The goal is to resolve these four arguments in a way that we can take a query, and apply these slicing arguments regardless of the contents of said query. One of the more important implementation details is that we should be able to order our resultset however we want, and the cursor should (usually) be based on the primary key.

Although GraphQL is no part of this post, we're mostly following the GraphQL Relay spec detailing how these four arguments should be resolved.

Note that the implementation we're creating deviates from the specification in the way that combined usage of the first and last properties is handled differently. This implementation will select the overlap between these two properties based on the used cursors, if applicable. See the sketch below:

## 3. Proof of concept

Just to verify we can do cursor based pagination with SQL Server at all, we did some experiments to see whether SQL Server would be capable enough to suit our needs. With two possible, and somewhat generic options available we went on to see which would best suit our needs.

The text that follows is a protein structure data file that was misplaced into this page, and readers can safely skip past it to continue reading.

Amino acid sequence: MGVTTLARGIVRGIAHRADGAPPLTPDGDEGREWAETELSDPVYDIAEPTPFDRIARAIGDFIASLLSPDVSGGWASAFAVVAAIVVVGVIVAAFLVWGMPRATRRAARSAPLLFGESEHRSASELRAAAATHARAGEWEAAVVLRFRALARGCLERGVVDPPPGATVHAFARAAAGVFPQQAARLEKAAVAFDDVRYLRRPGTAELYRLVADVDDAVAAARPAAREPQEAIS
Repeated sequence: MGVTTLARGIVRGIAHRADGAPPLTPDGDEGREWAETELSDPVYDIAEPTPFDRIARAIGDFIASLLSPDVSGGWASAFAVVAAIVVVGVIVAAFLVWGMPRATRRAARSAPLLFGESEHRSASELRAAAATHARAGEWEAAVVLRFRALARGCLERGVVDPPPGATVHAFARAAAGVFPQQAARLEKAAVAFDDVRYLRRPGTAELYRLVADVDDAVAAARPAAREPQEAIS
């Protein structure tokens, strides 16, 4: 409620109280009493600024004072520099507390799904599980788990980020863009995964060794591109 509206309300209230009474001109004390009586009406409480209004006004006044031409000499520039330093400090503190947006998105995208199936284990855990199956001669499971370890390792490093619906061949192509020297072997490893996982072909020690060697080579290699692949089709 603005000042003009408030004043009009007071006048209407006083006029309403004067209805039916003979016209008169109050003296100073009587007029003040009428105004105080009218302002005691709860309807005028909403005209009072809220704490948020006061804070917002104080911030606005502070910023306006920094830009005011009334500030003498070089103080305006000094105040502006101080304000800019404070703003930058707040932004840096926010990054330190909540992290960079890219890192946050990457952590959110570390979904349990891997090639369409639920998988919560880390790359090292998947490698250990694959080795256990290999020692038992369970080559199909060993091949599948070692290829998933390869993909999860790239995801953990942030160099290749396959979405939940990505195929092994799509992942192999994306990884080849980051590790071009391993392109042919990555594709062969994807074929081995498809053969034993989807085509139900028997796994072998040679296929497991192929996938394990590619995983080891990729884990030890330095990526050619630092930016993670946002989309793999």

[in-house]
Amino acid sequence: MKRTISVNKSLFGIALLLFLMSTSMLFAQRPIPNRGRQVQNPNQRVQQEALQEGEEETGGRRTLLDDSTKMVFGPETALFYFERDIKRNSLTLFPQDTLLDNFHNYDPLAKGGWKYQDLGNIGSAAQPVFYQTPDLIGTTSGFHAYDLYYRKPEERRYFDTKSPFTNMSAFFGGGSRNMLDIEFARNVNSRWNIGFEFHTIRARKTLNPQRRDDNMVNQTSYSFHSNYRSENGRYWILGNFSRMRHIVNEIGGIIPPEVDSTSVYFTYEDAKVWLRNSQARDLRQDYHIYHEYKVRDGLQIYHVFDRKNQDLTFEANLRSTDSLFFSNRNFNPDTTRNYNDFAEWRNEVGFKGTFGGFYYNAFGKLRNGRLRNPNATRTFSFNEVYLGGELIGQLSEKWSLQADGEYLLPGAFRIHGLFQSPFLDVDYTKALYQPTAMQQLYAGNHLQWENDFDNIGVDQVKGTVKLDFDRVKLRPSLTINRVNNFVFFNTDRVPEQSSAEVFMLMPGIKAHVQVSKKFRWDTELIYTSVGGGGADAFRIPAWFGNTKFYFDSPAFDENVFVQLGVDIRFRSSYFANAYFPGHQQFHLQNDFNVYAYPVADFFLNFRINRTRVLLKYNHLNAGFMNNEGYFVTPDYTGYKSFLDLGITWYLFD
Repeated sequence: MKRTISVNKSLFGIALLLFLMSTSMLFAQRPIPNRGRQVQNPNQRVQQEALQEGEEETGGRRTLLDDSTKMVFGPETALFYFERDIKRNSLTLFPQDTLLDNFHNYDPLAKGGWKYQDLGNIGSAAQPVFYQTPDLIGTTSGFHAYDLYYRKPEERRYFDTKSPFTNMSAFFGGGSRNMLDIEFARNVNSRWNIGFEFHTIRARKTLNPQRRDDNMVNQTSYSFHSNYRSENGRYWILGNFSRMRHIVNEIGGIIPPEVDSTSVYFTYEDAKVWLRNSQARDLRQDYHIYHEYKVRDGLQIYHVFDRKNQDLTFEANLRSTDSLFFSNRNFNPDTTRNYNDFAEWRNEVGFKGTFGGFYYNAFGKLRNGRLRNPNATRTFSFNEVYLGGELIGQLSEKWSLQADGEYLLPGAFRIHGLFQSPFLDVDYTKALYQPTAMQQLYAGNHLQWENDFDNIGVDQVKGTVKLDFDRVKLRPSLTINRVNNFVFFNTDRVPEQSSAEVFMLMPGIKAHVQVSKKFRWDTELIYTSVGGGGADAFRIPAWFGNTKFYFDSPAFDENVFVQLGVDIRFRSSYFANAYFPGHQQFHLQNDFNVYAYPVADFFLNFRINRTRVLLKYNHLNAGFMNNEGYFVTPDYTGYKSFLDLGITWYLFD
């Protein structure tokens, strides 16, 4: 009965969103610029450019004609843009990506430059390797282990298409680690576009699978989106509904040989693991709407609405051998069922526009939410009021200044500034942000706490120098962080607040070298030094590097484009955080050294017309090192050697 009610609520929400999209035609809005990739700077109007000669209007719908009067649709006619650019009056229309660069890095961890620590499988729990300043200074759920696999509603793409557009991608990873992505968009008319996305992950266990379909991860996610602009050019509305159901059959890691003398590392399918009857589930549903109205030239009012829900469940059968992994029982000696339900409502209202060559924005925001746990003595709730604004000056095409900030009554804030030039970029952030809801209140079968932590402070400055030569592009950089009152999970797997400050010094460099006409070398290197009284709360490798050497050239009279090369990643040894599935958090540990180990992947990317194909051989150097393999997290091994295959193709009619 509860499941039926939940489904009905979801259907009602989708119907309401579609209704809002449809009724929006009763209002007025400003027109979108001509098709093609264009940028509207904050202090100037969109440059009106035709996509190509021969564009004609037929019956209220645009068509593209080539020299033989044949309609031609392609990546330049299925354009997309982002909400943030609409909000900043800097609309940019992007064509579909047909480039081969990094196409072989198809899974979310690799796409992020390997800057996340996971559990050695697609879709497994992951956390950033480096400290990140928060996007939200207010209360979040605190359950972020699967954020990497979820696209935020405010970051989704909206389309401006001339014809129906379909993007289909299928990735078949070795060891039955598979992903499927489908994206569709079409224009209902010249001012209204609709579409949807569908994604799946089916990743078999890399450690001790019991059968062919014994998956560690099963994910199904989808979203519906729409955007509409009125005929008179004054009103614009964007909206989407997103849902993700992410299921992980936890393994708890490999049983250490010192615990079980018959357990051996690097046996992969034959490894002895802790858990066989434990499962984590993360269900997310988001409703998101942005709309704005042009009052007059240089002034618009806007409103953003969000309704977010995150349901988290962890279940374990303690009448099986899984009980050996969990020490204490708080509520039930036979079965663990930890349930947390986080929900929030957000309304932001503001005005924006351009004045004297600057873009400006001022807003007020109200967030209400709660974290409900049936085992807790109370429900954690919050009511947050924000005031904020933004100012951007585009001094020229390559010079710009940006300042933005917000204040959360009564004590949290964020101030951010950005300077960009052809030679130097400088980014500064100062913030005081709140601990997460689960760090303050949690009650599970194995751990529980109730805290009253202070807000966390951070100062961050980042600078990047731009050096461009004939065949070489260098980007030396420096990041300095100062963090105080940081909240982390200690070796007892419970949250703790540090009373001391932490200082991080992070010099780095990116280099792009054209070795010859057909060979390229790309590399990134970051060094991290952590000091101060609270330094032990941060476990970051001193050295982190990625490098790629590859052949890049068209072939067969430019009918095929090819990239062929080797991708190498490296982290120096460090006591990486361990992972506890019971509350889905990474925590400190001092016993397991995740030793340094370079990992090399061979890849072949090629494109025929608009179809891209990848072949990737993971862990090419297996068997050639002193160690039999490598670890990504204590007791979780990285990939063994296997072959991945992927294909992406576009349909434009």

The cornerstone of both methods involves the ROW_NUMBER() function. This function numbers all rows according to the provided order arguments. Note that this function starts numbering records at 1.

### 3.1OFFSET and FETCH

The first method is the method shown below. We rely on the OFFSET and FETCH methods to retrieve our data in the specified slices.

Note that [Query] is defined as a CTE (Common Table Expression).

SELECT * FROM [Query] ORDER BY [Timestamp] DESC OFFSET (
SELECT TOP 1 [RowNumber]
FROM (
SELECT
[Query].Id,
ROW_NUMBER() OVER(ORDER BY [Timestamp] DESC) AS [RowNumber]
FROM [Query]
) [Temp]
WHERE [Temp].Id = '0b12d2c9-1c38-4ffe-8177-0671c5d3b709'
) ROWS
FETCH NEXT 20 ROWS ONLY


The idea is that we're building a sorted index of our data in-memory. This approach requires minimal mutation of the query we are working with. However, this method would have the following implications: